In bringing the lives of political theorist and philosophical thinker Hannah Arendt and philosopher Martin Heidegger to the stage at The Theatre for the New City – the play ran through October 14 – playwright Douglas Lackey, known for his historically grounded, highly-researched, and deeply thought out plays (Kaddish in East Jerusalem, Daylight Precision, A Garroting in Toulouse), has now tackled an historical subject more directly related to his so-called ‘other life’, that of a practicing professor of philosophy.

    Through a series of 23 trenchantly sketched scenes in two acts, the Arendt-Heidegger play billed as a love story, covers the years 1924 when the brilliant, and wide-eyed, 18-year-old Hannah Arendt – some forty years before she coined the eponymous term ‘banality of evil’ which brought her world-wide fame – first meets her teacher,  the 35-year-old, the philosopher Martin Heidegger, soon to be lionized for his book Being and Time (1927), and ends in 1964 in a dramatic confrontation between both parties. (more…)

  • Lunch with Georgia O’Keeffe (at the New York Botanical Garden)

    Edward Rubin

    New York Botanical Gardens, Enid A. Haupt Conservatory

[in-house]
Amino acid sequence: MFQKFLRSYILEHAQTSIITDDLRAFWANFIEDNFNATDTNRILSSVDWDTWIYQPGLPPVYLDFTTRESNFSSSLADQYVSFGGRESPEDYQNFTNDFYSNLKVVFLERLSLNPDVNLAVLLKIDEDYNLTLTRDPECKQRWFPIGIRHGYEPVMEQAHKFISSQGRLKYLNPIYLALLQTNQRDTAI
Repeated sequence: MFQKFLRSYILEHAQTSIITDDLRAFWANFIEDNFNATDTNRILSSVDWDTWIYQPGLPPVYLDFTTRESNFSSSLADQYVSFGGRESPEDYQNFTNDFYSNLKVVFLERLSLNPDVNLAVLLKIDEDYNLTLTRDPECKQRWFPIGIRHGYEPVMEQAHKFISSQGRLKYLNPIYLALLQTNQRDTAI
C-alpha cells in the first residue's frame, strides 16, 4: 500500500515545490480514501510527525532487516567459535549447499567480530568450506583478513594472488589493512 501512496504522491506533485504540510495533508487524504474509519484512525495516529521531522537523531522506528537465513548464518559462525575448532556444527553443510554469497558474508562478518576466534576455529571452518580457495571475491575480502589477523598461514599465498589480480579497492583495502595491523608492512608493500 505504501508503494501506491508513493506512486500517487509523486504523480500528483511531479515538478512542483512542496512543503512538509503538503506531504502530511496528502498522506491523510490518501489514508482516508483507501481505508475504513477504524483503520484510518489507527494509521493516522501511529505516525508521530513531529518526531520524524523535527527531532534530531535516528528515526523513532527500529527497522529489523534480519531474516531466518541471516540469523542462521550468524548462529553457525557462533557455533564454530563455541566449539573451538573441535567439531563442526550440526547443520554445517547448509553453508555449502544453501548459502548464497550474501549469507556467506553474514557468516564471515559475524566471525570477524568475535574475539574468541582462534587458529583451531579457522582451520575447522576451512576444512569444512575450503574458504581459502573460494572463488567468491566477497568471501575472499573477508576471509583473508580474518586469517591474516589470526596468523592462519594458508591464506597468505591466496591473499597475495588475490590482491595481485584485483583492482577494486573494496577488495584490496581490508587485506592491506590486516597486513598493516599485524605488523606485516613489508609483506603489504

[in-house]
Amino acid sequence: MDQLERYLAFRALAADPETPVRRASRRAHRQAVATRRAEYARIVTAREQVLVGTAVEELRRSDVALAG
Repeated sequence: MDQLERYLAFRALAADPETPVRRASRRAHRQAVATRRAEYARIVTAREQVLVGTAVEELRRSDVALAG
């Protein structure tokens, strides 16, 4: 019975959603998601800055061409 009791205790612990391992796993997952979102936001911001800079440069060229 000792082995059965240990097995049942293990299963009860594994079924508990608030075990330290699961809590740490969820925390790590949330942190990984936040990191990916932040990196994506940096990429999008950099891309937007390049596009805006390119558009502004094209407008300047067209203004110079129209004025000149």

The most magical ‘back to nature’ attraction for out-of-town-tourists, as well as native dwellers, is New York’s City’s Botanical Garden, situated in the Bronx. With over 250 acres, containing unique tropical and desert habitats, rose and rock gardens, a lily pond filled with goldfish that come to the surface to talk to you, the county’s largest Victorian-era glass house, and miles of lushly planted paths to both walk or tram, this National Historic Landmark preserve is a wonderful way to spend a glorious day.  And most astonishing is a 50 acre old-growth forest of massive maples, oaks, and chestnuts that has stood, blessedly so, unmoved since the American Revolution. I might add for those that love to shop and eat, there are two eateries, two picnic areas if you prefer to bring your own lunch which I and three friends did, and a wonder-filled gift shop, offering Botanical Garden-raised plants of all kinds for sale. One of those is currently gracing my living room. (more…)